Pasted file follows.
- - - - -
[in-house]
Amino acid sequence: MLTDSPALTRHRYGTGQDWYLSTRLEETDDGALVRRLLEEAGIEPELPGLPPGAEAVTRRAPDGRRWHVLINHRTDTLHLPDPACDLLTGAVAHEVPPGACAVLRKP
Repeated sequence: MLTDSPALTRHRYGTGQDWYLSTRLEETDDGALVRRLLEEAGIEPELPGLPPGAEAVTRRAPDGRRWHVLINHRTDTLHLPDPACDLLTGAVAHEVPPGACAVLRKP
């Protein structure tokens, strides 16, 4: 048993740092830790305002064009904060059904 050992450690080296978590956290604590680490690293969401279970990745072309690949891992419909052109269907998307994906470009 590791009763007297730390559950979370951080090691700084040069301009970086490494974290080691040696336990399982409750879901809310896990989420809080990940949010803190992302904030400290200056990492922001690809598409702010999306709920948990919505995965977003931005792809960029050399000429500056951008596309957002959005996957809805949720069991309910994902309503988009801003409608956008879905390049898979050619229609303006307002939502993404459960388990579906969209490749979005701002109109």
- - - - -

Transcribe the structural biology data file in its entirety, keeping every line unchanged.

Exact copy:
[in-house]
Amino acid sequence: MLTDSPALTRHRYGTGQDWYLSTRLEETDDGALVRRLLEEAGIEPELPGLPPGAEAVTRRAPDGRRWHVLINHRTDTLHLPDPACDLLTGAVAHEVPPGACAVLRKP
Repeated sequence: MLTDSPALTRHRYGTGQDWYLSTRLEETDDGALVRRLLEEAGIEPELPGLPPGAEAVTRRAPDGRRWHVLINHRTDTLHLPDPACDLLTGAVAHEVPPGACAVLRKP
């Protein structure tokens, strides 16, 4: 048993740092830790305002064009904060059904 050992450690080296978590956290604590680490690293969401279970990745072309690949891992419909052109269907998307994906470009 590791009763007297730390559950979370951080090691700084040069301009970086490494974290080691040696336990399982409750879901809310896990989420809080990940949010803190992302904030400290200056990492922001690809598409702010999306709920948990919505995965977003931005792809960029050399000429500056951008596309957002959005996957809805949720069991309910994902309503988009801003409608956008879905390049898979050619229609303006307002939502993404459960388990579906969209490749979005701002109109």